Wha? Brunnhilde is a wonderful Nazi version of Wonder Woman. No comic is ever poorer for having such a gloriously stereotyped scary Maidchen depicted within its pages. Roman gods and goddesses in comics a two a penny, but the Teutonic mythological characters, not so much. Personally I'm much more interested in Norse/Celtic/Germanic mythology than Roman mythoilogy, which I've always found somehow rather dry and bloodless.
I tend to agree. A Teutonic version of Wonder Woman makes perfect sense in the story. And the Roman gods were kinda boring (especially since they've been overused) except when they are casually raping and murdering mortals and each other.
I have to say that as much as the Greco-Roman gods are overused, the new Wonder Woman series has been wonderfully inventive with them. They were almost ... fun!
That being said, I take a back seat to no man in my appreciation of the Norse gods. I read every book my elementary and junior high libraries had on them! And that was in utero! So there!
A most capacious utero!
Bringing in that car battery to run my reading lamp was especially difficult.
But Big Bang made "Swanderson" an actual Silver Age artist. I believe Martin Nodell's story was credited to an imaginary artist (the creator of the Beacon) and you had to read the background information on the story to find his real name.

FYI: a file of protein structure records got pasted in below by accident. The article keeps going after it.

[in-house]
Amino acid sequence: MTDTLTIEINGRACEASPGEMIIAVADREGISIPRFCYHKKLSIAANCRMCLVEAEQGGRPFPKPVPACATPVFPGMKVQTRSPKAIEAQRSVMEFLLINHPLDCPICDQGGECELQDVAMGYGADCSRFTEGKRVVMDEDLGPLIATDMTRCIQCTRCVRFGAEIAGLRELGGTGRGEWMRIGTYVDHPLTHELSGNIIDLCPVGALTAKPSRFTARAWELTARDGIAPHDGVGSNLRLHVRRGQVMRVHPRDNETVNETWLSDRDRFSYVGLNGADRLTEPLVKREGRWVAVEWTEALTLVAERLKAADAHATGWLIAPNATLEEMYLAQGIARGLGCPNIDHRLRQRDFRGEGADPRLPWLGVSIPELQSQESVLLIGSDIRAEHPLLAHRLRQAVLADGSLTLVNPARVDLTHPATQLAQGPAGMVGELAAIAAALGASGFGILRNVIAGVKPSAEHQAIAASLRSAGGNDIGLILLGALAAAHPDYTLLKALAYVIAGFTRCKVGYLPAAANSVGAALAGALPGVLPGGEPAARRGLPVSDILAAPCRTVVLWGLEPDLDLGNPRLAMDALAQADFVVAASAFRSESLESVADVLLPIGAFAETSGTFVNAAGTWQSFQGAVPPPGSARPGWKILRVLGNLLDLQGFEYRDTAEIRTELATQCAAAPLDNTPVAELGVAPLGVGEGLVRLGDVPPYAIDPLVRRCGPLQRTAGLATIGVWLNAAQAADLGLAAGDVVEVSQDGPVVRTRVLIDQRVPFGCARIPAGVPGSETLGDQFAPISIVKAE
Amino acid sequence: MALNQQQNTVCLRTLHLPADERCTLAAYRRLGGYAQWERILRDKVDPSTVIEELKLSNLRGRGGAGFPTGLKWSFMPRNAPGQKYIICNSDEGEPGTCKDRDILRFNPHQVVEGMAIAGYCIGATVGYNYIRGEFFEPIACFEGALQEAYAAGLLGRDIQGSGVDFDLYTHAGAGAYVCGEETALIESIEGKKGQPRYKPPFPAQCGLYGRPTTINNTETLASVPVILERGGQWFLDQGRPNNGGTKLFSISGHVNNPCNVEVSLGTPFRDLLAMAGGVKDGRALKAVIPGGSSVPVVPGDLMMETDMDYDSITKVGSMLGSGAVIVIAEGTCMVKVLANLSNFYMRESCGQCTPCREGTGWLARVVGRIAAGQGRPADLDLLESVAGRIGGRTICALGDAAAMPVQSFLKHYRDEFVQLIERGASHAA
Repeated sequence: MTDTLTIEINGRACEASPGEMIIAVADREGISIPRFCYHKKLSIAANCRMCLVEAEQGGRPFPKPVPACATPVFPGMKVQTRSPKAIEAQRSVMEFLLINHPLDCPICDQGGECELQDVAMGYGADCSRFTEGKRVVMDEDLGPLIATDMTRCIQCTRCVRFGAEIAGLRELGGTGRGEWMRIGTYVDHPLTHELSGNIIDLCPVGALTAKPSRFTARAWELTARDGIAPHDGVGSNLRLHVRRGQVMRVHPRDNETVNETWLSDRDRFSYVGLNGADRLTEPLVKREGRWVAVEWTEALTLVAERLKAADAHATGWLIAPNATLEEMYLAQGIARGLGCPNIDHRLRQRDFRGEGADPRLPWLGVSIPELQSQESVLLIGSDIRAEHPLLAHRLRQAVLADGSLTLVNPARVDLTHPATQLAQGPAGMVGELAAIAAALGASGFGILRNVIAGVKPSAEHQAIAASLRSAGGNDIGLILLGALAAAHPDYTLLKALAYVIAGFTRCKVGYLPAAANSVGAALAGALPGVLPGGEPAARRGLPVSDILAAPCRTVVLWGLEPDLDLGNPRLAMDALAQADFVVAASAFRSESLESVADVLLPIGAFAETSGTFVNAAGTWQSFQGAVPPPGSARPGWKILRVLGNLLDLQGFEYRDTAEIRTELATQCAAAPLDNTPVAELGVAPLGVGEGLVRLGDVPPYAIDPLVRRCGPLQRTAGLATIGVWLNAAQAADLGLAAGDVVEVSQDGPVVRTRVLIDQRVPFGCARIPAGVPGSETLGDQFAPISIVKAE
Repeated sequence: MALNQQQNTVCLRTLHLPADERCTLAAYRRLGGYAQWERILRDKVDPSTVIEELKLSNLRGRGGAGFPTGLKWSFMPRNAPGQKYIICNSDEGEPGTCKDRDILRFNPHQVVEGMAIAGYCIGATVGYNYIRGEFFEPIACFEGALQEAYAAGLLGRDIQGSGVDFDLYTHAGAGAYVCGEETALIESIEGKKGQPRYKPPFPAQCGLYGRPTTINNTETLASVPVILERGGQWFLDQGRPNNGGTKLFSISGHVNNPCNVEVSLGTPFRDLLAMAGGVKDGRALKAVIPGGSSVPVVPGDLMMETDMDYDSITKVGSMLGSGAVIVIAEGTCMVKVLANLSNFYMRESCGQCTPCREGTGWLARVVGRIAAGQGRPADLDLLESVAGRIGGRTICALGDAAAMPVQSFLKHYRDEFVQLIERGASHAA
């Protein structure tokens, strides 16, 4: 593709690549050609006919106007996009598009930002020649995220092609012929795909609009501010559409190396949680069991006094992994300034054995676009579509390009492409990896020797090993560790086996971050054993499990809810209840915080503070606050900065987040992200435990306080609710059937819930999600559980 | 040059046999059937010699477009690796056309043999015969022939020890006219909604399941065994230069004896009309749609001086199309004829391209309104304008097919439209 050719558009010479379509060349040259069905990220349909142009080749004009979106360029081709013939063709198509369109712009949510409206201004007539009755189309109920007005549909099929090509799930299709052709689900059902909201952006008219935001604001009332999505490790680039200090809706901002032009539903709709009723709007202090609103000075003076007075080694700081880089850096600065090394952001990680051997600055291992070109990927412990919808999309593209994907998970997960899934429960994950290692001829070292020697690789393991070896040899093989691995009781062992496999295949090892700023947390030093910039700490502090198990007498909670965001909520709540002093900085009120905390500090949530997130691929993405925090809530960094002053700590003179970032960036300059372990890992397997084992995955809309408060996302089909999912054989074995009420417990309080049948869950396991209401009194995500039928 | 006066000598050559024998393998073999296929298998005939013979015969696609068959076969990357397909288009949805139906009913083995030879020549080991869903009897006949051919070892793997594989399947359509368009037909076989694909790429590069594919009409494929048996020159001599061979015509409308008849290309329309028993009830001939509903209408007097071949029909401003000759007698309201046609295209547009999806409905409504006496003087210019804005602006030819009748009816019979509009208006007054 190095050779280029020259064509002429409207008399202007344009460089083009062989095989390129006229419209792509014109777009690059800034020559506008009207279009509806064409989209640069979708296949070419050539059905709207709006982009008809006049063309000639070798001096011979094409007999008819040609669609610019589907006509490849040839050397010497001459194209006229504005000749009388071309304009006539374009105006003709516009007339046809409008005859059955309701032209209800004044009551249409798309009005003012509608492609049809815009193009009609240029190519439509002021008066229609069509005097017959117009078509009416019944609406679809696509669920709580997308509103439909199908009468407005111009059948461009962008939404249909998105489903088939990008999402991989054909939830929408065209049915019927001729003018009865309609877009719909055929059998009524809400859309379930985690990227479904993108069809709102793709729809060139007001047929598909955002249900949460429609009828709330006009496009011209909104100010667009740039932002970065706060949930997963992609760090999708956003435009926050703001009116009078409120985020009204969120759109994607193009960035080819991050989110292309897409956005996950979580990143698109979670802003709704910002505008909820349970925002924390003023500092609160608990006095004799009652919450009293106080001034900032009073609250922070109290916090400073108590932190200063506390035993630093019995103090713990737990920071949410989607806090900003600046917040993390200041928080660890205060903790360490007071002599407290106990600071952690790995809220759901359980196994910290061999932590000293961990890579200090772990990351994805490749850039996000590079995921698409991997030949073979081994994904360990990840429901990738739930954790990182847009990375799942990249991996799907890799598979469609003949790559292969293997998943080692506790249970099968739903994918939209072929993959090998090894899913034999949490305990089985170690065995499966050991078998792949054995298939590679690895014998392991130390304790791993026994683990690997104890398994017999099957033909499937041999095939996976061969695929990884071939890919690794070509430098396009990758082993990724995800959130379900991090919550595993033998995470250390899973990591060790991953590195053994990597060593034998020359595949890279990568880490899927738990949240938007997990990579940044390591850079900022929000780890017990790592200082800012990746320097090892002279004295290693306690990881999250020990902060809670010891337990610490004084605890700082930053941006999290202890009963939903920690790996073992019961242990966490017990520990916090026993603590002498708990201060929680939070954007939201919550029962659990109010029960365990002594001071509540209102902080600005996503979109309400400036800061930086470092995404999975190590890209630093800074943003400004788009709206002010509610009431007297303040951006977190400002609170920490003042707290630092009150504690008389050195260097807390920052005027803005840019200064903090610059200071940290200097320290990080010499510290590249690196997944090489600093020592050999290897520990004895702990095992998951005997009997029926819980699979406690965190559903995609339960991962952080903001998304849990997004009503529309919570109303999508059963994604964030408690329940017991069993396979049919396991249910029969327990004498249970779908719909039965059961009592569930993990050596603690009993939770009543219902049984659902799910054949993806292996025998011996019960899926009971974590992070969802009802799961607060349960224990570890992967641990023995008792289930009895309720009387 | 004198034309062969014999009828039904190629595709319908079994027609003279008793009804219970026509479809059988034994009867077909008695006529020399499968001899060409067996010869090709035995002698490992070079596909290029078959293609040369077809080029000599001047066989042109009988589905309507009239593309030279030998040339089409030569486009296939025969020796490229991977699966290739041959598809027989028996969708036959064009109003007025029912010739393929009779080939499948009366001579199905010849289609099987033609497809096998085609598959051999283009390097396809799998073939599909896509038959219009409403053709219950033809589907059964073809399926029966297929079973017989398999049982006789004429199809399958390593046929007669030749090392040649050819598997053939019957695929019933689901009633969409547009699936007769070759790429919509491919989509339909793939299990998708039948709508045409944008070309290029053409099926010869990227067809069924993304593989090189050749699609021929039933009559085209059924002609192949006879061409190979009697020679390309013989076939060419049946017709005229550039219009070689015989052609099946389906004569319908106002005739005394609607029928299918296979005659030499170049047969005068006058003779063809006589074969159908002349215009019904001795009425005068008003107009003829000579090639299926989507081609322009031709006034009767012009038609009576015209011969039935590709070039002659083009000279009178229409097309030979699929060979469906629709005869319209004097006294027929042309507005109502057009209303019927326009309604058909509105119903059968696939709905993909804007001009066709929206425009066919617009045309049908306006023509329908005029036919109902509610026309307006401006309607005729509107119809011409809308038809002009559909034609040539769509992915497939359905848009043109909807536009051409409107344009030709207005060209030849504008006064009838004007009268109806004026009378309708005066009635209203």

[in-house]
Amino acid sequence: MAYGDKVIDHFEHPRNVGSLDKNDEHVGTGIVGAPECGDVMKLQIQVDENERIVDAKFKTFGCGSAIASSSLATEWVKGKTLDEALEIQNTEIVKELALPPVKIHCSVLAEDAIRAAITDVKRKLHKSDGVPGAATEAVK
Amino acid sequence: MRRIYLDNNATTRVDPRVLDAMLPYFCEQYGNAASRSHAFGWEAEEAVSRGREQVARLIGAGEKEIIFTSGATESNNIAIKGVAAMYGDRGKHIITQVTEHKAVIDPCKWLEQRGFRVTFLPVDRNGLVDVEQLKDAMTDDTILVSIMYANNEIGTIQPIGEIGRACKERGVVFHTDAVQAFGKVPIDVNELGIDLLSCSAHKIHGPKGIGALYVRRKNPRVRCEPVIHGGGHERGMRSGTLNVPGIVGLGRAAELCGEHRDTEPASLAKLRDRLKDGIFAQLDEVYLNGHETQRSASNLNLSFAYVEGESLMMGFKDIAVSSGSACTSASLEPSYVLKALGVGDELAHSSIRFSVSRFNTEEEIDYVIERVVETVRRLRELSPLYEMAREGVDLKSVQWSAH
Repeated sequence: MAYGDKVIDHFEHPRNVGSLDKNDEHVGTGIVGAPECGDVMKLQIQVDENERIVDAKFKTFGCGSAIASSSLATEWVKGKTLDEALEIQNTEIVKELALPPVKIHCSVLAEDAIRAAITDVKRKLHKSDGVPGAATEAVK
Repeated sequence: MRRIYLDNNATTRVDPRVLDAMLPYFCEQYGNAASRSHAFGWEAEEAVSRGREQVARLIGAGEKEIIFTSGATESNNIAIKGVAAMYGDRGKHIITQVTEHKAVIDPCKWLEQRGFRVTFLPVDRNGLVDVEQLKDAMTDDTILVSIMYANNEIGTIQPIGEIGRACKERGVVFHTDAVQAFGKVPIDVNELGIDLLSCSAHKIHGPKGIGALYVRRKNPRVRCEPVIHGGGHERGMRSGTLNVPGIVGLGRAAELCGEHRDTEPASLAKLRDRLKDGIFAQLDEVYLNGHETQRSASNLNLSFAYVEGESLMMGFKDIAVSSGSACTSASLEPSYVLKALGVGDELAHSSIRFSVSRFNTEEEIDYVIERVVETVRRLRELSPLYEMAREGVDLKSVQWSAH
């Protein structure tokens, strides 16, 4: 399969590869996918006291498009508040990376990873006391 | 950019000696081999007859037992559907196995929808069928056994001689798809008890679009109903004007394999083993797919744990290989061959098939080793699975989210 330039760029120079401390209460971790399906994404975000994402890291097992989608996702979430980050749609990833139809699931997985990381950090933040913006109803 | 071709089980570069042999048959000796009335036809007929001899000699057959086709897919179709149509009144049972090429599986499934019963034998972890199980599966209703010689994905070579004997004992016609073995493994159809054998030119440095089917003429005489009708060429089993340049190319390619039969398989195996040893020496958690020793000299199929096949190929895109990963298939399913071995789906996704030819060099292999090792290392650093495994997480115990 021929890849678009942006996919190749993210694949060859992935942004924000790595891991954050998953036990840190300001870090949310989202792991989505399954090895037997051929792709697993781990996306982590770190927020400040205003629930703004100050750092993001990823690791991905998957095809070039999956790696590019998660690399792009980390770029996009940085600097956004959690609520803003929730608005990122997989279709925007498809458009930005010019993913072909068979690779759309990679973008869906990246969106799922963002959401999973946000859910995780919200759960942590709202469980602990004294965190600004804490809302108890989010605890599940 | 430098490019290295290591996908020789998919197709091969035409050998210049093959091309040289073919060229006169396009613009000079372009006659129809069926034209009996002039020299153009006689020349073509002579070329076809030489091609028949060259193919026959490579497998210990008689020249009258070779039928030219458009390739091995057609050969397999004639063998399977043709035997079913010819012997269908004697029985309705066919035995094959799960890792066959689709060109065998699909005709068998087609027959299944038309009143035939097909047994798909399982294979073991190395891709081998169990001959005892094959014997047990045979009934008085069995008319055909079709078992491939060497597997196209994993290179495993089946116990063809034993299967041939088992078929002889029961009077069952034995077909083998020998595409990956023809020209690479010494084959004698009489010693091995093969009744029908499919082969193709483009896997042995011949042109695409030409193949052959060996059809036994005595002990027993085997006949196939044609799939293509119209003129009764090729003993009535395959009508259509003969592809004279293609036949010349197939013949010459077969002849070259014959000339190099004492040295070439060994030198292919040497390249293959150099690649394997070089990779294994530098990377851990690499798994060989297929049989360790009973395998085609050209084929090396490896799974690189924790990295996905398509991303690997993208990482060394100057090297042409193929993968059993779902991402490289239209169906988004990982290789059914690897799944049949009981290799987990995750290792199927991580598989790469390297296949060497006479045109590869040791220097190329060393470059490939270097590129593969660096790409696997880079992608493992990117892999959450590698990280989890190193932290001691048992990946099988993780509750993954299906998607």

Philip Portelli said:
They've been calling Swan and Anderson "Swanderson" since the '70s!
Hope your car started at that.
Captain Comics said:
Bringing in that car battery to run my reading lamp was especially difficult.
Well, I read "Ultra Comics" and I have to say... not a fan.
I didn't really care for "The Just" and I thought "The Mastermen" was a little too decompressed, but this is the first issue of Multiversity I thought was a waste of my money. Now granted, meta comics are a hard sell for me, but did anything happen in this comic other than obscure references, pointed statements, and sly winks about how clever it could be? My only hope is that it got most of the meta obsession out of Morrison's system so that we can have a decent ending to the series.